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Joël André Ornstein currently serves as Chairman at Monument Capital Group, a private investment firm. He is also Chairman of the Strategic Board of Romulus Capital, a seed-stage technology investment firm. Previously, he served as Senior Advisor to The Carlyle Group (1989-1993), at which time he set up Carlyle’s initial presence in Europe. He has also served as the Chairman and CEO of Euristates, where he led the alternative private equity, hedge fund, and real estate investment business, as board member of Euris-Rallye, and as an investment banker at First Boston (now Credit Suisse) and Dean Witter Reynolds (now Morgan Stanley).

Mr. Ornstein received an MS in finance from the MIT Sloan School of Management and an MBA from ESCP Europe.

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Lili Portilla has worked in the area of strategic alliances and technology transfer at the National Institutes of Health, since 1989. She has extensive experience in negotiating and developing commercialization strategies for complex, and multi-party collaborations and public private partnerships. Ms. Portilla has broad knowledge of Federal and NIH technology transfer policy and laws pertaining to biotechnology and commercialization issues.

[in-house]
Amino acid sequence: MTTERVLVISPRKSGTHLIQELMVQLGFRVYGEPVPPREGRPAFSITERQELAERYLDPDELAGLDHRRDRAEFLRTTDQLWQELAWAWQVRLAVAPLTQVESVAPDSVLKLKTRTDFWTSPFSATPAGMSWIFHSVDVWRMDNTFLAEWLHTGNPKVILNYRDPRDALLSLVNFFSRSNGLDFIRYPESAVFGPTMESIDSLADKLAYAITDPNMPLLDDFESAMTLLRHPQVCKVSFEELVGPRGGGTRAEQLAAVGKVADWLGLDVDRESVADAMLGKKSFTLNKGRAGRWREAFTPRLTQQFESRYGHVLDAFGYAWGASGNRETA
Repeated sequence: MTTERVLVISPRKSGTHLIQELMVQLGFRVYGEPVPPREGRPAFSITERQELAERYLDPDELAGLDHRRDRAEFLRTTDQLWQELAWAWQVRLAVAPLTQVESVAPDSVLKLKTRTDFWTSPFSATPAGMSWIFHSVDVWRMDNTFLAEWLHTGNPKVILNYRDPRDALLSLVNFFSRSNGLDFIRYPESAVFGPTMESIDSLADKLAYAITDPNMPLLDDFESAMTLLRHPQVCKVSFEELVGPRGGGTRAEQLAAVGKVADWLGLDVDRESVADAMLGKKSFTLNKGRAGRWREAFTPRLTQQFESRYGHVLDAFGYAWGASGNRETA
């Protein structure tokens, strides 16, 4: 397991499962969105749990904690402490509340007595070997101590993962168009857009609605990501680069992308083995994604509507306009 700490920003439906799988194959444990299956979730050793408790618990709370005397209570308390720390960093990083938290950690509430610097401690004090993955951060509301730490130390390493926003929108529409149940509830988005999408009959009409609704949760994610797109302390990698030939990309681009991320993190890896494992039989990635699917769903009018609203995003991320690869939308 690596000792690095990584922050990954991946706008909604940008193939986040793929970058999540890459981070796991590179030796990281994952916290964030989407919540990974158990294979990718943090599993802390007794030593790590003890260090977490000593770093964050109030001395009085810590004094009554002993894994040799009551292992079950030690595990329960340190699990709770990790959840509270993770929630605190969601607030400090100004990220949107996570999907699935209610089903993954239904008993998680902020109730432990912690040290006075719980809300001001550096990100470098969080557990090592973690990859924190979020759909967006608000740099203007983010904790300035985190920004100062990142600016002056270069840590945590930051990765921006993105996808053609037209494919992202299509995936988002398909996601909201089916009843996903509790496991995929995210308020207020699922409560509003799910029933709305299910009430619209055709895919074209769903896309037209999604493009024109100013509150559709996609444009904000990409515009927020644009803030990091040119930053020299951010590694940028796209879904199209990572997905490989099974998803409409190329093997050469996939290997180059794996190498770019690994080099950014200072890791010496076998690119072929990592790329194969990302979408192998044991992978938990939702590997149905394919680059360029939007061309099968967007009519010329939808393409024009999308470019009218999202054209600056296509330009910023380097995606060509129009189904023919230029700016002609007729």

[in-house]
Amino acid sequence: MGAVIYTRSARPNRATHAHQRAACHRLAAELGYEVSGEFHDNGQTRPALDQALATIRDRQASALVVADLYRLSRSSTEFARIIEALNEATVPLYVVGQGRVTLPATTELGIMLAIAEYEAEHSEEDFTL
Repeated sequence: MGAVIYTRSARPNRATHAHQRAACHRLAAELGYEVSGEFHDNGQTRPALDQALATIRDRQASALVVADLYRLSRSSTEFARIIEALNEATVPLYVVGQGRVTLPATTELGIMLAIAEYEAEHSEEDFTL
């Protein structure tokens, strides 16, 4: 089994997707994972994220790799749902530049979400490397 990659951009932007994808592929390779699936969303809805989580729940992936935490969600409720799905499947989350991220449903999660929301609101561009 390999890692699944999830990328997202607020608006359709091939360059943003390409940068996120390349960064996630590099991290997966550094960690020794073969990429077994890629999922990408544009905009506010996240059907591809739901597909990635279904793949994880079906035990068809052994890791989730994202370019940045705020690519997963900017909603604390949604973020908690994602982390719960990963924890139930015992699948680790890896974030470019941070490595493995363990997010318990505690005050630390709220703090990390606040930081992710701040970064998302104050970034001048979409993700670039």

Ms. Portilla currently serves as the Director of Strategic Alliances for NCATS and oversees the Center’s partnership, strategic alliance, and technology transfer functions. She also manages the NCATS Small Business Innovation Research (SBIR) and Small Technology Transfer Research (STTR) program and the implementation of collaborative arrangements under the NCATS Cures Acceleration Network. From September 2012 until January 2013, Ms. Portilla served as the Acting Director of the Office of Policy, Communications and Strategic Alliances for the Center.

From January 2008 – 2011, Ms. Portilla served as Senior Advisor to the Director of the National Center for Research Resources (NCRR) at the NIH and provided advice to NCRR staff on all facets of technology transfer, intellectual property and public private partnerships issues. She served as partnership and technology transfer advisor for the NCRR funded Mutant Mouse Regional Resource Consortium and the National Swine Research Resource Center programs. Ms. Portilla also served as the Chair of the Clinical Translational Science Awards (CTSA) Public Private Partnership Committee.

Prior to her position at the NCRR, Ms. Portilla served for 7 years as the Director of the National, Heart, Lung, and Blood Institute (NHLBI), Office of Technology Transfer and Development (OTTAD). Ms. Portilla has also published several papers on pubic private partnerships.

Ms. Portilla is an Ex-Officio Board Member of the University Industry Demonstration Project of the National Academies. She also serves as an Ex-Officio Board Member of the University of Kansas, Institute for Advancing Medical Innovation.

Ms. Portilla received a Masters in Public Administration in 1992 from American University, Washington, DC and a Bachelor in Business Administration, double major in both Finance and Spanish Literature in 1986 from Stephen F. Austin State University, Texas.